Cyberbullying pertains to bullying that takes place online through the use of digital devices such as smartphones, tablets, laptops, and computers. Cyberbullying can occur in text messages, online forums, chatrooms, or instant messaging. With the prevalence of social media, more and more strangers have access to other people’s photos, videos, and other forms of personal content shared online.
In recent years, plenty of cyberbullying cases have been reported. In fact, a recent study shows that found that a majority of teens (59%) experienced some form of cyberbullying. The increase of cyberbullying incidents only proves the need for awareness and actions necessary towards eradicating this issue.
Here are some facts that you need to know about cyberbullying:
What constitutes cyberbullying?
Cyberbullying includes repetitive and persistent sending, posting, or sharing negative, harmful, false, or mean content about someone else. It can include sharing personal or private information about someone else causing embarrassment or humiliation.
What are the most specific types of cyberbullying?
According to the study mentioned earlier, the most common types of cyberbullying that teens experience include offensive name-calling, which makes up 42%, and the spreading of false rumors, at 32%. The same study reports that 6% of U.S. teens experienced physical threats, and 7% of them had explicit images shared without their consent.
How does cyberbullying affect victims?
There are many adverse impacts that stem from being a victim of cyberbullying. There had been several reports of teenagers, and sometimes, even adults, who experienced cyberbullying, where the victims developed mental and emotional conditions. Some victims, unfortunately, went so far as to end their own lives. Cyberbullying is a serious issue that needs to be abolished.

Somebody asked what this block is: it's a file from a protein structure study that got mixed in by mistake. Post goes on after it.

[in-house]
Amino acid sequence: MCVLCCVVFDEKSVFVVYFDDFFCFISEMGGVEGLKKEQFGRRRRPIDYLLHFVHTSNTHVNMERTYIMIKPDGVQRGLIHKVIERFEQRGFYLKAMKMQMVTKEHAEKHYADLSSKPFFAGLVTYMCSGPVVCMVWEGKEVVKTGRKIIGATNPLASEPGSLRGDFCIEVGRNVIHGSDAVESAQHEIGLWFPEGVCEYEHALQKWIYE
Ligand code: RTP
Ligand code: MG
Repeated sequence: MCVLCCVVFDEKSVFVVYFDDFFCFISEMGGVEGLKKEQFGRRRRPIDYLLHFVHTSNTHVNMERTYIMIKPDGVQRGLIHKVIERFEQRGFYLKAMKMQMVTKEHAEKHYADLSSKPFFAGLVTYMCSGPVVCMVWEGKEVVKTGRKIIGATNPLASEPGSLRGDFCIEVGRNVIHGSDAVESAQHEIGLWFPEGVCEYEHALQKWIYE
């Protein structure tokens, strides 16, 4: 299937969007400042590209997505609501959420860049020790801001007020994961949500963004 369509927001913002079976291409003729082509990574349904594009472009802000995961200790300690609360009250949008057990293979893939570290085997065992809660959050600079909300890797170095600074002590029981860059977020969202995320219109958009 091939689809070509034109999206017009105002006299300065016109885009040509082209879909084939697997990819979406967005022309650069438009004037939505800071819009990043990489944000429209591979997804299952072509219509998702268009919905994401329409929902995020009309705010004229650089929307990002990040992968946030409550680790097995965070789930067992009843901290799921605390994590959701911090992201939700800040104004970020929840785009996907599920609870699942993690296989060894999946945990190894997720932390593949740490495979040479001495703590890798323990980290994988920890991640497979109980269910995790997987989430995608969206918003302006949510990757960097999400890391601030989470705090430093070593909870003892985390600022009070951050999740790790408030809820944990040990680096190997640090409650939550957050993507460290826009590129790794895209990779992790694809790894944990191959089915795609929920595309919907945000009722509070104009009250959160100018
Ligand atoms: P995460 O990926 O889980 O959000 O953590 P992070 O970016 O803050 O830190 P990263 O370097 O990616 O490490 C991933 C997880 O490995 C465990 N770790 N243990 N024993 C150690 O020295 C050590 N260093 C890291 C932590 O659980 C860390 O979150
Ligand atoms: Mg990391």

Are there laws for cyberbullying?
Yes. As a matter of fact, several states in the USA, as well as other nations, have passed laws that require schools to address the existence of bullying and any cyberbullying in their respective institutions.
How can we stop cyberbullying?
While stopping cyberbullying is a shot in the dark, there are still measures that can be done to help prevent dreadful outcomes concerning the issue.
If you are being cyberbullied:
Remember that it is not your fault. Do not blame yourself for whatever your bully is saying or doing against you.
Save your evidence. It is best if you collect proof of the incident when the situation gets escalated.
Do not respond or retaliate. You may tell the person to stop harassing you online. This is completely up to you – don’t do it if you don’t feel totally comfortable doing it, because you need to make your position completely clear that you will not stand for this treatment anymore.
Do not be afraid to reach out for help. Talk to someone who you trust and who will listen to you.
If someone you know is being bullied, take action.
Just standing by can empower an aggressor and does nothing to help. The best thing you can do is try to stop the bullying by taking a stand against it. If you can’t stop it, support the person being bullied. Sometimes, all they need is someone who they can trust and open up to. Check out how to report cyberbullying.